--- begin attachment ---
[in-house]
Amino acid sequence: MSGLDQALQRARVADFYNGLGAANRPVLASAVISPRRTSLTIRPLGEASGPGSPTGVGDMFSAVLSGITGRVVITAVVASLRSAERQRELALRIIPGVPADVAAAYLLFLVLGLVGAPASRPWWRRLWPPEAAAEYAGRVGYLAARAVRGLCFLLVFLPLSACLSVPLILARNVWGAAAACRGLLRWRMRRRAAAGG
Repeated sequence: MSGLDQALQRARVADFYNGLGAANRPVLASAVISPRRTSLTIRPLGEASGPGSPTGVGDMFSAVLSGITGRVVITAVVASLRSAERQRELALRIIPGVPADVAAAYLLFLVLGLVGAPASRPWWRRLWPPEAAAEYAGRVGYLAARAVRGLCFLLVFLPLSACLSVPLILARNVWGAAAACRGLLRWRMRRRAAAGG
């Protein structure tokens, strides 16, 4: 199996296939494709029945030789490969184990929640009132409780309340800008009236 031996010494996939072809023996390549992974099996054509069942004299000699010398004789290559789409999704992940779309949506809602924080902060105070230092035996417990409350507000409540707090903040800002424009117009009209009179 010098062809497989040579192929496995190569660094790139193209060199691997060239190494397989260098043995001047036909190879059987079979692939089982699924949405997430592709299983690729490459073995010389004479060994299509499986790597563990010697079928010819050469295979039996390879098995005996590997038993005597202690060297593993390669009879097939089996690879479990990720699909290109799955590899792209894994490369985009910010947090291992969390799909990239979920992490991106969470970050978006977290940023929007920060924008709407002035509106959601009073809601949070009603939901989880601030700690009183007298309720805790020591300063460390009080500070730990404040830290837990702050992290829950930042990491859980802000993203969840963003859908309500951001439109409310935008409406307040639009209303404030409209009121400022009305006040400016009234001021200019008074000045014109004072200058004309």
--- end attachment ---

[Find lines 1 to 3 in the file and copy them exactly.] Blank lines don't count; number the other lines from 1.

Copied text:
[in-house]
Amino acid sequence: MSGLDQALQRARVADFYNGLGAANRPVLASAVISPRRTSLTIRPLGEASGPGSPTGVGDMFSAVLSGITGRVVITAVVASLRSAERQRELALRIIPGVPADVAAAYLLFLVLGLVGAPASRPWWRRLWPPEAAAEYAGRVGYLAARAVRGLCFLLVFLPLSACLSVPLILARNVWGAAAACRGLLRWRMRRRAAAGG
Repeated sequence: MSGLDQALQRARVADFYNGLGAANRPVLASAVISPRRTSLTIRPLGEASGPGSPTGVGDMFSAVLSGITGRVVITAVVASLRSAERQRELALRIIPGVPADVAAAYLLFLVLGLVGAPASRPWWRRLWPPEAAAEYAGRVGYLAARAVRGLCFLLVFLPLSACLSVPLILARNVWGAAAACRGLLRWRMRRRAAAGG